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Audacy Puts Its Reverse Stock Split Into Effect

The company opted for the highest ratio that had been pre-approved by its shareholders

Audacy has put its 1-for-30 reverse stock split into effect.

The company normally trades on the New York Stock Exchange but had seen its Class A share price dwindle to minuscule levels. In May its shareholders approved a reverse split of up to 1-for-30 hoping to avoid the company being delisted by the NYSE but the exchange subsequently suspended trading and began the delisting process, which Audacy said it would appeal. Audacy shares are currently traded in the over the counter market.

Though a common strategy for companies in such circumstances, a reverse split does not guarantee higher or stable share prices and can have negative consequences including market perceptions and the possible effect on liquidity.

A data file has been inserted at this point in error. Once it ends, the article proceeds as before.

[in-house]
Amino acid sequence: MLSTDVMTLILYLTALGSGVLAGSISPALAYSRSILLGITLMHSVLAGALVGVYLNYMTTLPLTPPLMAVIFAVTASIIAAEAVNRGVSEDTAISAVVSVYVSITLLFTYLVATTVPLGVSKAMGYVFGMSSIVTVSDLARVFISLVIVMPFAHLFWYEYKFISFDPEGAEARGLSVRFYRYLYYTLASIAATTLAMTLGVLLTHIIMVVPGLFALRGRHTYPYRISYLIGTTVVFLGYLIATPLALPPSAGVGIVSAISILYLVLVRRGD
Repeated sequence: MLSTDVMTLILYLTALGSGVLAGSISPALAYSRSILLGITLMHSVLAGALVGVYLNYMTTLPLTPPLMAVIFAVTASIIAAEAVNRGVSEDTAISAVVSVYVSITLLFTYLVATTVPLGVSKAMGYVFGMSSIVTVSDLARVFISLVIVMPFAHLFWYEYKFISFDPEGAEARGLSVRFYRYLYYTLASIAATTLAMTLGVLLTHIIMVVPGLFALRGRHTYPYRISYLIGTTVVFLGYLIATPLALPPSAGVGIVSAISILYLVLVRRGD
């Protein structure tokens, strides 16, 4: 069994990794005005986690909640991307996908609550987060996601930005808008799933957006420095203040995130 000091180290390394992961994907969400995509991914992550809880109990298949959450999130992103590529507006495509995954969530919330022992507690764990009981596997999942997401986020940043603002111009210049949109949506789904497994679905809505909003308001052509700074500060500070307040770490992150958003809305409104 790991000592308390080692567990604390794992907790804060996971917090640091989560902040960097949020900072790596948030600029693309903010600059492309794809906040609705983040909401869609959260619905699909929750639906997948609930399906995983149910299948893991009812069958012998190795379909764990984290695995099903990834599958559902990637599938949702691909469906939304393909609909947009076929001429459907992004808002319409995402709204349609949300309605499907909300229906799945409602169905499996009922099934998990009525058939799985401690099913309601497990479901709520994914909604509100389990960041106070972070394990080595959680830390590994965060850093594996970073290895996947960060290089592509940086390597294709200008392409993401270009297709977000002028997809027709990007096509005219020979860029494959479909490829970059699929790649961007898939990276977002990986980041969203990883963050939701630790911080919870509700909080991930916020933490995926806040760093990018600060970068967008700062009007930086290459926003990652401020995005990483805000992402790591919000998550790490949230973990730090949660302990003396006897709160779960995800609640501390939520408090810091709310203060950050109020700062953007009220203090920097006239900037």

The Audacy reverse split reduces the number of outstanding shares of Class A common stock from about 137.5 million shares to 4.6 million shares, with certain exceptions, and of Class B common stock from approximately 4 million to 135,000 shares.

Audacy is the second largest radio company in the United States. In reporting financial results in May the big media company said it was worried that advertising demand is going to get worse this year before it gets better. The company remains heavy with debt.

Marketwatch lists its adjusted stock price as being down 92% over the past year.